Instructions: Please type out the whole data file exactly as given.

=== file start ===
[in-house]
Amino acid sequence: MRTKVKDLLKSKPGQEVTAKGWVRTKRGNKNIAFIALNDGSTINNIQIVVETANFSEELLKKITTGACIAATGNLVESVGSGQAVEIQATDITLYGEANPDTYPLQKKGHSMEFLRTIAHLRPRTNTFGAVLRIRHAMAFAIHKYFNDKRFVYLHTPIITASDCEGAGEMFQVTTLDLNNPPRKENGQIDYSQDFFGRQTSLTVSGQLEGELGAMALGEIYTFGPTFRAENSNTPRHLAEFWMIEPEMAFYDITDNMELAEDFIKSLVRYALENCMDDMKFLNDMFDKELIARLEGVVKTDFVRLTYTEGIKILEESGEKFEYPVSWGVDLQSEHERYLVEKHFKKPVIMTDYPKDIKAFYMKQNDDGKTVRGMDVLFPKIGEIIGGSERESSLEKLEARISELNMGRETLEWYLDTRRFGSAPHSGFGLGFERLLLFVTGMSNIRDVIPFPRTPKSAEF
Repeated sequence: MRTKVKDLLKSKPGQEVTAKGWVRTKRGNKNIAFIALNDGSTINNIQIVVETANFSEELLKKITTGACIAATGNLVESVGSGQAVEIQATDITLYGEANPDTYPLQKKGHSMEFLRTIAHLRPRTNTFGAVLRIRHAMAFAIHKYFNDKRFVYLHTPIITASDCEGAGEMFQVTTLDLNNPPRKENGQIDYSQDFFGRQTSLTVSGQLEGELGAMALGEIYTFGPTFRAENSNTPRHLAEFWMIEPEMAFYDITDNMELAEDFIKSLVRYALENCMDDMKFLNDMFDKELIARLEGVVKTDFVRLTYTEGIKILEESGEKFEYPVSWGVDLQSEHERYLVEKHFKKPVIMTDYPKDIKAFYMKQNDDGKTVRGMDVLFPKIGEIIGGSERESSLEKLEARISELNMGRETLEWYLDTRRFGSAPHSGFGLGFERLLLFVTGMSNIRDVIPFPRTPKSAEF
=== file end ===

[in-house]
Amino acid sequence: MRTKVKDLLKSKPGQEVTAKGWVRTKRGNKNIAFIALNDGSTINNIQIVVETANFSEELLKKITTGACIAATGNLVESVGSGQAVEIQATDITLYGEANPDTYPLQKKGHSMEFLRTIAHLRPRTNTFGAVLRIRHAMAFAIHKYFNDKRFVYLHTPIITASDCEGAGEMFQVTTLDLNNPPRKENGQIDYSQDFFGRQTSLTVSGQLEGELGAMALGEIYTFGPTFRAENSNTPRHLAEFWMIEPEMAFYDITDNMELAEDFIKSLVRYALENCMDDMKFLNDMFDKELIARLEGVVKTDFVRLTYTEGIKILEESGEKFEYPVSWGVDLQSEHERYLVEKHFKKPVIMTDYPKDIKAFYMKQNDDGKTVRGMDVLFPKIGEIIGGSERESSLEKLEARISELNMGRETLEWYLDTRRFGSAPHSGFGLGFERLLLFVTGMSNIRDVIPFPRTPKSAEF
Repeated sequence: MRTKVKDLLKSKPGQEVTAKGWVRTKRGNKNIAFIALNDGSTINNIQIVVETANFSEELLKKITTGACIAATGNLVESVGSGQAVEIQATDITLYGEANPDTYPLQKKGHSMEFLRTIAHLRPRTNTFGAVLRIRHAMAFAIHKYFNDKRFVYLHTPIITASDCEGAGEMFQVTTLDLNNPPRKENGQIDYSQDFFGRQTSLTVSGQLEGELGAMALGEIYTFGPTFRAENSNTPRHLAEFWMIEPEMAFYDITDNMELAEDFIKSLVRYALENCMDDMKFLNDMFDKELIARLEGVVKTDFVRLTYTEGIKILEESGEKFEYPVSWGVDLQSEHERYLVEKHFKKPVIMTDYPKDIKAFYMKQNDDGKTVRGMDVLFPKIGEIIGGSERESSLEKLEARISELNMGRETLEWYLDTRRFGSAPHSGFGLGFERLLLFVTGMSNIRDVIPFPRTPKSAEF